Similar to prior studies, this research also showed that veterans who suffered penetrating or severe TBIs had the highest risk of developing epilepsy. However, this new study reveals the prevalence of epilepsy because of the high number of those who suffer mild TBIs.
|Mary Jo Pugh, Ph.D., RN|
Mary Jo Pugh, Ph.D., RN, associate professor in the Department of Epidemiology and Biostatistics in the School of Medicine at the UT Health Science Center, authored the study, “The Prevalence of Epilepsy and Association with Traumatic Brain Injury in Veterans of the Afghanistan and Iraq Wars,” which was recently published in the online version of The Journal of Head Trauma Rehabilitation.
“We saw that 24 percent of the veterans who had epilepsy also had experienced a TBI. That is compared to 11 percent of people without epilepsy,” said Dr. Pugh, a research health scientist with the South Texas Veterans Health Care System and a veteran of the U.S. Air Force. Funded by the VA Health Services Research and Development Administration, the research was based on the records of 256,284 Afghanistan/Iraq veterans who received inpatient and outpatient care in the Veterans Health Administration in fiscal years 2009 and 2010.
This is an important group to study because 15 percent to 19 percent of the more than 2 million returning veterans have suffered a TBI with either loss of consciousness or altered mental status, Dr. Pugh said.
“The high prevalence of TBIs has raised concerns for the long-term consequences of neurotrauma in this population. Based on data from previous wars, there is a particular concern for the risk of post-traumatic epilepsy,” Dr. Pugh said, adding that studies of veterans from World War II and the Korean War showed a link between combat-related head injury and epilepsy.
“This study shows us that we need to be prepared as a health care system,” she said. “Given the large number of individuals who have sustained deployment-related TBI, a substantial increased burden of epilepsy in this population is possible. The long-term consequences on the patient and the health care system includes increased risk of medical and social complications, including accidents, social stigmatization, loss of employment, inability to drive and even death. These veterans should be followed closely, and systems of care, such as the VHA Epilepsy Centers of Excellence, should be prepared to provide epilepsy specialty care for these individuals.”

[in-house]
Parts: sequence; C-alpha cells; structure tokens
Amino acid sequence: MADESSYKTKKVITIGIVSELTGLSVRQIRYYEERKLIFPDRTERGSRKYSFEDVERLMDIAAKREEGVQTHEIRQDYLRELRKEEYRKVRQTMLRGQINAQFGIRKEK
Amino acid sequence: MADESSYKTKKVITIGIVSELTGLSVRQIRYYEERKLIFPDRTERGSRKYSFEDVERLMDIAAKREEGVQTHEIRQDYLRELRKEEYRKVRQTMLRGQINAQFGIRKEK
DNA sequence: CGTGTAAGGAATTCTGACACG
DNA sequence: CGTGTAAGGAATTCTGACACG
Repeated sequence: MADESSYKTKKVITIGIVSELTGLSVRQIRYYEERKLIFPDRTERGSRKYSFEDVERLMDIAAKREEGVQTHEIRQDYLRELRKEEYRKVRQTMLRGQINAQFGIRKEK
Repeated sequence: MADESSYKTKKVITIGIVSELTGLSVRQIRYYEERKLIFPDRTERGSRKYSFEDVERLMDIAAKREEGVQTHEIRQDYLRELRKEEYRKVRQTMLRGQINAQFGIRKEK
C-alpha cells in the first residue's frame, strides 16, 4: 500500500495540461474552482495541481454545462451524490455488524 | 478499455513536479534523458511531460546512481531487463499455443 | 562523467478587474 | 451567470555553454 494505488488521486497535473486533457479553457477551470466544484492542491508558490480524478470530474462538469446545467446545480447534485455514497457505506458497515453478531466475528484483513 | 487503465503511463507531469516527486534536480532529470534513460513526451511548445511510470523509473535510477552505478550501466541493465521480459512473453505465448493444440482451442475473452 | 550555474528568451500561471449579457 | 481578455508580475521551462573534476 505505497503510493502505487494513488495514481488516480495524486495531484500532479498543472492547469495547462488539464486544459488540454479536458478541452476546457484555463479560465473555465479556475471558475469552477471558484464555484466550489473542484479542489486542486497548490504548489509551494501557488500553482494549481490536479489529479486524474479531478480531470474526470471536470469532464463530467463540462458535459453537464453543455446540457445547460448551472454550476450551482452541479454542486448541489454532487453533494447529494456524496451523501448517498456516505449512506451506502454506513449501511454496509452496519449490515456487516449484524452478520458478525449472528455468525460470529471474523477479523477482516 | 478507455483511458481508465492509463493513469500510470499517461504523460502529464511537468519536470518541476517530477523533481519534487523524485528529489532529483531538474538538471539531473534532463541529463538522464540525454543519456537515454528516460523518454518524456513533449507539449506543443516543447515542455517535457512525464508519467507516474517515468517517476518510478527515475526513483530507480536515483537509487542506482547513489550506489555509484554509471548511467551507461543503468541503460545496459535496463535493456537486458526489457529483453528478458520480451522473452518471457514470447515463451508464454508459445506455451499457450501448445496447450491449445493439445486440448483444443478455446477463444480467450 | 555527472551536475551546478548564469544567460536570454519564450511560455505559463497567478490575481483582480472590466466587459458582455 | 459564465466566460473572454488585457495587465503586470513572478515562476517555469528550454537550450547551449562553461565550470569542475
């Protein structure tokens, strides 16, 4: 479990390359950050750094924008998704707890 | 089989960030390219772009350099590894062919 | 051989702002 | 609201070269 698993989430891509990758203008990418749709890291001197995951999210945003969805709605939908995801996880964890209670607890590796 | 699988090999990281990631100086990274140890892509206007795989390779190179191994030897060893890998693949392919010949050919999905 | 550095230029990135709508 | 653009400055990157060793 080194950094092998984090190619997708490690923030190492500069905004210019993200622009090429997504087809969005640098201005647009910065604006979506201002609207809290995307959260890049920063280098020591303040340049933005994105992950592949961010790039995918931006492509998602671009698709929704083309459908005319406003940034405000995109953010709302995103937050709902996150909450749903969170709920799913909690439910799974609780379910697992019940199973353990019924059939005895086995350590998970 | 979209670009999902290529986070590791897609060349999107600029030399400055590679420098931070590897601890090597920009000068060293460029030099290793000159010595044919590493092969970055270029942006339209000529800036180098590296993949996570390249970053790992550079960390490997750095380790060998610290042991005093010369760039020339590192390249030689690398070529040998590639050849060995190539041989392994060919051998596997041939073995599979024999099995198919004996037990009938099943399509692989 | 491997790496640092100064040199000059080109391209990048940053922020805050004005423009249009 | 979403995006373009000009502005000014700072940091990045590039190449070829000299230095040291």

The University of Texas Health Science Center at San Antonio, one of the country’s leading health sciences universities, ranks in the top 3 percent of all institutions worldwide receiving National Institutes of Health funding. The university’s schools of medicine, nursing, dentistry, health professions and graduate biomedical sciences have produced more than 29,000 graduates. The $765 million operating budget supports eight campuses in San Antonio, Laredo, Harlingen and Edinburg. For more information on the many ways “We make lives better®,” visit www.uthscsa.edu
South Texas Veterans Health Care System, (STVHCS) is comprised of two inpatient campuses: the Audie L. Murphy Campus in San Antonio and Kerrville Campus in Kerrville. The STVHCS serves one of the largest primary service areas in the nation and is part of the VA Heart of Texas Veterans Integrated Service Network (VISN 17), with offices located in Arlington. With an FY14 budget for STVHCS of $653 million and more than 3,400 employees, South Texas provides health care services for 81,000 unique veterans. In FY13, STVHCS provided almost 1,005,180 outpatient visits to area veterans.